6 Common Sales Blunders (and their solutions)

 
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Business-to-business sales is a vast, everchanging field of opportunities and perils. If you don’t keep moving and react to changes in the field, you can quickly get stuck in the mud. Here are some common sales shortcomings we’ve come across, with tips for avoiding them.

1. Not listening to the customer
Some salespeople are still stuck in the old mind set of only thinking about price and volume. In today’s rapidly changing business environment, a salesperson who can’t adapt, will get left behind. Today’s customers expect more than an offer on a given quantity of a given product.

Solution: Today’s salespeople should do their best to listen to and understand their customers to find what they really need and offer them something of real value.

2. Not getting the big picture
Sometimes salespeople think they know better than the people in charge and go off script and, on occasion, improvising can pay off in the short term. However, usually guidelines are there for a reason. Any organization worth a damn has a vision and a set of values and they expect their salespeople to be the ambassadors of that vision and those values. Salespeople who only represent themselves and not the company typically have short career paths.

Solution: The sales process should be directed with a central story. Management should create the story and provide the salespeople with the tools they need to lead conversations with that story in the center.

3. Looking at the wrong numbers
Remember, what you measure is what you get. If a sales director only looks at the number of meetings their team books, the team members are only going to try and book as many meetings as possible without putting in much effort into making the best out of those meetings. This leads to salespeople frantically running around from one meeting to another and not accomplishing anything of real value.

Solution: Management needs a way to measure and monitor not only the frequency of interactions with customers, but also what happens during and outside of those interactions. This way they can find the most effective methods and materials and improve the sales process.

4. Not knowing the products
Some companies only offer a few products or services, but some have a much wider variety. If a salesperson specializes in a specific branch of a large catalog of products and isn’t very familiar with the rest, a customer might still ask about another product. Maybe the salesperson remembers there being a set of relevant materials somewhere on the company’s network drive, but as they stare at their laptop, looking for the materials, the flow of the meeting is broken and a valuable sales opportunity may be squandered.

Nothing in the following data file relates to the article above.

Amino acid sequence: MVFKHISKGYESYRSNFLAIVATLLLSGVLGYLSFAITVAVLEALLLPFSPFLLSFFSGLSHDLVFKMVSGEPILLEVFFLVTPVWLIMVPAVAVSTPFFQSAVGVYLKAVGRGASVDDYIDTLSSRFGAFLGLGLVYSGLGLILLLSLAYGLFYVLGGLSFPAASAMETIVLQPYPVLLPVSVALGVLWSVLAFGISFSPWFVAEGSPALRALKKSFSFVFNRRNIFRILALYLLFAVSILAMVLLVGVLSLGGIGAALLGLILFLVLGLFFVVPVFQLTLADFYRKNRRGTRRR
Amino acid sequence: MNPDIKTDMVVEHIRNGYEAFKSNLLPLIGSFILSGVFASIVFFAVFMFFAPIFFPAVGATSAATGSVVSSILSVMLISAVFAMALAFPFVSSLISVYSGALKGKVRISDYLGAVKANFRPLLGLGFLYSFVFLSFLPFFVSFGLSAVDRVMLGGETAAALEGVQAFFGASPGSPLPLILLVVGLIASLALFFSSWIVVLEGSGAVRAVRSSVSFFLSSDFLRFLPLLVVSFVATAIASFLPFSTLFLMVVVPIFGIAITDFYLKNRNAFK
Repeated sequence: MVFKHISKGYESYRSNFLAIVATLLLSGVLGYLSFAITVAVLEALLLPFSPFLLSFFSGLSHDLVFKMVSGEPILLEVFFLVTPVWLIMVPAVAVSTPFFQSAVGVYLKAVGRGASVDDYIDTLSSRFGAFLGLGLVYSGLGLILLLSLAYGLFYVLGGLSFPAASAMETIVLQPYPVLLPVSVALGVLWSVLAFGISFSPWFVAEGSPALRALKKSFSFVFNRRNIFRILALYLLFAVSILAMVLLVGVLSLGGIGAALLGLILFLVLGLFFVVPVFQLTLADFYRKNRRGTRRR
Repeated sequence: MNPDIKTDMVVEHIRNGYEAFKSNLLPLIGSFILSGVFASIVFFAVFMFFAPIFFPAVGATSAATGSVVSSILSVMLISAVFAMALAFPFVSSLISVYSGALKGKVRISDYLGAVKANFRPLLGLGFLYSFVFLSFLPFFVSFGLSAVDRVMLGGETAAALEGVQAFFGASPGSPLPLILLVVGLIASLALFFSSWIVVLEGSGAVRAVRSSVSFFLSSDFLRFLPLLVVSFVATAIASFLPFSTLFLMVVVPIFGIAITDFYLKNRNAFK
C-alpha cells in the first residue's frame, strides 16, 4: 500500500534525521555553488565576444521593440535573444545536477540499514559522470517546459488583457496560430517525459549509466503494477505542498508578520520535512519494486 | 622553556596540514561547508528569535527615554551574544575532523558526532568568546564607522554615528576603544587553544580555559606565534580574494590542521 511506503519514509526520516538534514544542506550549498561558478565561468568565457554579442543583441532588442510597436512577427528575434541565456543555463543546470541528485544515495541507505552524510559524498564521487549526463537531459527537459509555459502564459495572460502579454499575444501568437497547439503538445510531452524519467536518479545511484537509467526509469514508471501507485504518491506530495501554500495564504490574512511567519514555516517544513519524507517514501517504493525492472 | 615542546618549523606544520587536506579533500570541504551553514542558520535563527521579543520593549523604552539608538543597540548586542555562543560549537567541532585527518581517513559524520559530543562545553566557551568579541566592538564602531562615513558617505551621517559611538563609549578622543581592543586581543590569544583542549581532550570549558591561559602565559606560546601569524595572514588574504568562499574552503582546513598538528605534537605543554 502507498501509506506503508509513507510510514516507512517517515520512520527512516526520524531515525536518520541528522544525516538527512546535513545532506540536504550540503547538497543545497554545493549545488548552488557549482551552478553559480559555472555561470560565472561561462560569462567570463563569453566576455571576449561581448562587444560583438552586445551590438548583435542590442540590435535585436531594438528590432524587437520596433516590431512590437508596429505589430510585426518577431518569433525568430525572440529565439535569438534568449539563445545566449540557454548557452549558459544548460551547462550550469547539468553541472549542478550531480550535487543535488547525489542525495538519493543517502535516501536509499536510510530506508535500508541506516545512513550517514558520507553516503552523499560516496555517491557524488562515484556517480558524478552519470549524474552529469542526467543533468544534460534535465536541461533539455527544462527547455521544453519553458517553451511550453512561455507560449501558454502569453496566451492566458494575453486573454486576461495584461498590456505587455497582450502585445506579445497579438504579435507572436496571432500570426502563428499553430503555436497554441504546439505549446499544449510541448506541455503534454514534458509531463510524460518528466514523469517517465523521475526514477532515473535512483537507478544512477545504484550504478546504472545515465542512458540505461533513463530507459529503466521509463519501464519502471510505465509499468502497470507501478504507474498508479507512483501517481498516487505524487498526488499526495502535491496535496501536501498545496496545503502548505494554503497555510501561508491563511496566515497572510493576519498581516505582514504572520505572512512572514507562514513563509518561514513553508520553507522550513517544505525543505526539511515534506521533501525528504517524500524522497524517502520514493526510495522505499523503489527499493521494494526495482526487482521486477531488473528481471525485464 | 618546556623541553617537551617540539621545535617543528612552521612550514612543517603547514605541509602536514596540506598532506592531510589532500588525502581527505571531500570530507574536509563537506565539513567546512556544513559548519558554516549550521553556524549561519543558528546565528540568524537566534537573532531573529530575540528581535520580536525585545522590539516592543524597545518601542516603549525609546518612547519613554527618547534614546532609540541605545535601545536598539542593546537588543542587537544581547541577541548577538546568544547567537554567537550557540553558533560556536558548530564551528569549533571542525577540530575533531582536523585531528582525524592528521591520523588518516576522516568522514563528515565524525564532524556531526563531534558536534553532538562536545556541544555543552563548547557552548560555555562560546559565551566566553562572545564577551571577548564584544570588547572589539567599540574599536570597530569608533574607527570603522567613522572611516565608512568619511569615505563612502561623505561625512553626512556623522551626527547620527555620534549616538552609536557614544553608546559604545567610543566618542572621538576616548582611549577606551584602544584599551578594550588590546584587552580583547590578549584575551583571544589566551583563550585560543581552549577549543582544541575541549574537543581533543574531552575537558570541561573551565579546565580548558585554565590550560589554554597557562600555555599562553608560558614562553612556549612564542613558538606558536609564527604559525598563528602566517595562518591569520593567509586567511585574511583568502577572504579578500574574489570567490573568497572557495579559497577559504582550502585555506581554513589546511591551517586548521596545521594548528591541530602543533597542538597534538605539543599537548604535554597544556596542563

Solution: Salespeople should familiarize themselves, at least on some level, with everything the company has to offer in order to give a quick presentation on anything the customer might ask about. This also means that they should be able to easily find and present any relevant materials on all their company’s products and services.

5. Not taking pride in one’s work
Being humble is all well and good, but sometimes salespeople think of themselves as “just salespeople,” as if it was somehow lesser to, for example, the people who make the products they sell. It’s a strange and strangely common lack of appreciation of one’s own work, like a maître d’ feeling inferior to the cooks.

Solution: Salespeople should take ownership of their work and take credit when credit is due. Without them, there is no company. Management also shares the responsibility of showing their dependency on sales.

6. Forgetting it’s a process
When creating materials, marketing can concentrate too much on first pitches and forget that B2B sales isn’t a single meeting business. Too often salespeople will have lots of primary materials to present when initially introducing the company and their products on a general level, but have to scramble to have anything of value to show on the second, let alone third meeting.

Solution: Marketing teams should create materials in tandem with sales for every step of the sales process. More general information for the first meetings as well as something of more depth and detail for the latter ones. This way the sales teams are supported throughout the process and don’t have to waste time making their own materials.